If you use your smartphone or laptop regularly while traveling, odds are you make pretty frequent use of one or two inverters.
Understandably, the term “inverter” isn’t used very regularly. We tend to opt for “portable battery” or “portable charger” instead. But in simple terms, an inverter is a device or circuit that converts direct current (DC) power stored in batteries into alternating current (AC) power, the likes of which we use regularly in the comfort of our own homes. Essentially, it’s what allows your portable batteries to charge the devices you would normally charge with an outlet.
Simple enough, right? Yes and no. Something not too many people are familiar with is the fact that, depending on how an inverter converts from DC (battery power) to AC (home power), the resulting power can vary. And the difference can be noticed in the energy’s sine wave readouts. Depending on the inverter used, you’ll see either a stair stepped “modified” sine wave or a smoother “pure” sine wave. So what does this mean to someone just looking to power their phone or television?
What’s the Difference Between Modified and Pure Sine Wave?
More affordable modified, or “square”, sine wave inverters generate a simpler waveform that appears more boxy on a readout, hence the name. This is because modified sine wave inverters are unable to convert an exact replica of AC power. And so we see hints of distortion, or “noise”, in the sine wave readouts. Pure sine wave inverters, however, are able to produce a one-to-one replica of the very same alternating current you would see delivered from an outlet at home or in your office.
Where we begin to see differences in how these sine waves power appliances is in those same appliances’ performance. What you’ll notice upon testing the two is that modified sine wave inverters will perfectly handle less intense tasks like charging a smartphone while pure sine wave variants will be able to power larger pieces of equipment that require a steady stream of power. Think variable speed drills or widescreen televisions. This is simply because the lack of noise in a pure sine wave inverter’s output lends itself well to that steady stream of power.
If we’re comparing modified and pure sine waves, the latter will always come out on top because it’s a cleaner output that more closely mirrors the AC power we use at home. And while this may be the case, it doesn’t even come close to meaning modified sine wave inverters have no place in the current market. The truth of the matter is, pure sine wave inverters can be pretty expensive to produce and this naturally reflects in their market price. With that considered, investing in pure sine wave inverters for emergency kits and opting for lower cost modified sine wave inverters for daily tasks like charging your camera can be a sound decision.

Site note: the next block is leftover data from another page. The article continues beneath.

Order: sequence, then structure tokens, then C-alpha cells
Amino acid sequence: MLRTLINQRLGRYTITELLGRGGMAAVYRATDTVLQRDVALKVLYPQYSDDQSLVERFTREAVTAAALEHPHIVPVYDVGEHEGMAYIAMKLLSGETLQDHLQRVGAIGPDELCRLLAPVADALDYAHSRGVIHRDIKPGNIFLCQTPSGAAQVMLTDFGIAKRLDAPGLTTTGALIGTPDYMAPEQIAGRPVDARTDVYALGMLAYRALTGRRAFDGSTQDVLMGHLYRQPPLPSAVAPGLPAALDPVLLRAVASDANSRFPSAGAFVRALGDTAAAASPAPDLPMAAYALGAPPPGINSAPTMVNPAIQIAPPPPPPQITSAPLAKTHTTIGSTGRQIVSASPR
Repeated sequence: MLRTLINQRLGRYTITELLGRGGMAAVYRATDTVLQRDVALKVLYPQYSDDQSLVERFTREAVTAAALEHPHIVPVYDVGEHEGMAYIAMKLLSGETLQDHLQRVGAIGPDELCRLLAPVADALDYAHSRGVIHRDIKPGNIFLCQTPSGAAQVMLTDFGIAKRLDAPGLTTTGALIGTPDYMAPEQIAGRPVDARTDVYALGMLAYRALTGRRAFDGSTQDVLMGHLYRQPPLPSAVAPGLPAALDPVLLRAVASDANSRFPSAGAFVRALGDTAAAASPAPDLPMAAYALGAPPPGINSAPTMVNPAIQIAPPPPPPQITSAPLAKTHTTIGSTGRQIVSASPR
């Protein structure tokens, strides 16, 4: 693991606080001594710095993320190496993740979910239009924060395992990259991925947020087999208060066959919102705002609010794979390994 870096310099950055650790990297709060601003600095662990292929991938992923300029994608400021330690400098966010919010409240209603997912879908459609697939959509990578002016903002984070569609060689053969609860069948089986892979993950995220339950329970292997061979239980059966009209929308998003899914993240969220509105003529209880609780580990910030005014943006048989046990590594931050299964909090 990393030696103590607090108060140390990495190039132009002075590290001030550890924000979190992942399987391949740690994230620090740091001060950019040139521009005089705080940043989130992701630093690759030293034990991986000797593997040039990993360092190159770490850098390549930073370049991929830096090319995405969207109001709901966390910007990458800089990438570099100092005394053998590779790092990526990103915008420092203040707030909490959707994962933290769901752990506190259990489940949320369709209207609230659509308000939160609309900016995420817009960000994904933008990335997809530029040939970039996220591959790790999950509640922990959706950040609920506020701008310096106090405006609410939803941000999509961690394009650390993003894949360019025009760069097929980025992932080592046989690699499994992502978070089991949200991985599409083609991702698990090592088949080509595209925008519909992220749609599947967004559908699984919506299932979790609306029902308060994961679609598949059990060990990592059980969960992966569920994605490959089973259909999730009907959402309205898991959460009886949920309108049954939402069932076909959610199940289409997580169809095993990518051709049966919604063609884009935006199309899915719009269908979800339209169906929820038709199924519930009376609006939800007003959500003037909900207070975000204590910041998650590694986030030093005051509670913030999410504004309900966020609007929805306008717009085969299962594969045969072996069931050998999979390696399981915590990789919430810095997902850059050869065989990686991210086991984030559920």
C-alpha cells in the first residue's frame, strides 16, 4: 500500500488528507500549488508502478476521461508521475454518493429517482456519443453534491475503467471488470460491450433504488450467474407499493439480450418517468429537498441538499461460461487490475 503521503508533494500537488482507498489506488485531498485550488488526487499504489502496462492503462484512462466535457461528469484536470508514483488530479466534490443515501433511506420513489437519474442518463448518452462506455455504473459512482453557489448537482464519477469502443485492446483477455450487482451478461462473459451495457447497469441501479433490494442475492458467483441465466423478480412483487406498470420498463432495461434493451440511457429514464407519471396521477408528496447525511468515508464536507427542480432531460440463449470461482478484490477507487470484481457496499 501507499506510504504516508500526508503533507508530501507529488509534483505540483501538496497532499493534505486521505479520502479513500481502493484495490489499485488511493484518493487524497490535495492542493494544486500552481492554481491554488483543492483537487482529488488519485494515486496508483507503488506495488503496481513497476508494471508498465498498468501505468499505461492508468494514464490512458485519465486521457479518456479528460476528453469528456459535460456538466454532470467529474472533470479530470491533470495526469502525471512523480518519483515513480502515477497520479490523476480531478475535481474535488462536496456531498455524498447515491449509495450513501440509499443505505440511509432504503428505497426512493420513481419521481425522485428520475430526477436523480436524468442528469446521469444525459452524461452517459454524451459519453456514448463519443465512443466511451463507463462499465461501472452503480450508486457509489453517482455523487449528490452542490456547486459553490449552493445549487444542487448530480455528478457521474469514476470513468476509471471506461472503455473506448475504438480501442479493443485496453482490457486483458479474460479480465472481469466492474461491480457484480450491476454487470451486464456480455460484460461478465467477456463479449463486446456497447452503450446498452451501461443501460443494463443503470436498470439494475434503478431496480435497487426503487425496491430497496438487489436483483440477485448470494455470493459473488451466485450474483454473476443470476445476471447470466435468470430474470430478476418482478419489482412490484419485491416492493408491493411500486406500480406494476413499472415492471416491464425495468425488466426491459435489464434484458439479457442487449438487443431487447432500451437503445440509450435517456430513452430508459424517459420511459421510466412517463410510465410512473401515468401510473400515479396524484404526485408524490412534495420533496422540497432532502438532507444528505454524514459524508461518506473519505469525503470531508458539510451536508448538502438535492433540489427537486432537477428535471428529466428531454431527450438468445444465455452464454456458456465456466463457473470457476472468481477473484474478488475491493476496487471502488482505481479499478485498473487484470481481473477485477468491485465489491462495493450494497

The Benefits of Pure Sine Wave
We touched on it above, but the benefits of a pure sine wave inverter come from the clarity with which it delivers power. Without the noise that comes with modified sine waves, we can more efficiently power appliances we would otherwise assume can only be used at home. In fact, bigger devices running on modified waves will use somewhere around 20% more power than those on pure waves. This can result in hindered performance, or worse, overheating. Not something you need diverting your attention if you’re camping in a remote area or waiting out a storm in a safe house.
Portable camper and RV travelers will be happy to know that a pure sine wave inverter will power any appliance, mAh willing, exactly the same as if they were plugged in at home. This means televisions without any lines on the screen and microwaves that reheat in seconds as opposed to minutes. Fans, printers, and even fluorescent lights will run with less audible noise.
The cleanliness of the sine wave delivered with pure inverters also ensures that your appliances’ batteries aren’t damaged, meaning a longer lifespan and less money out of your pocket for repairs or replacements.
The clear variable that will determine whether you need a modified or pure sine wave inverter is the appliance you plan on powering. Electronics you use daily and simply need to charge can benefit all the same with a more portable battery pack while larger appliances would do well with the clearer pure sine wave. Whatever you’re powering, make sure you have a clear understanding of how much and what kind of power it needs to run at its best.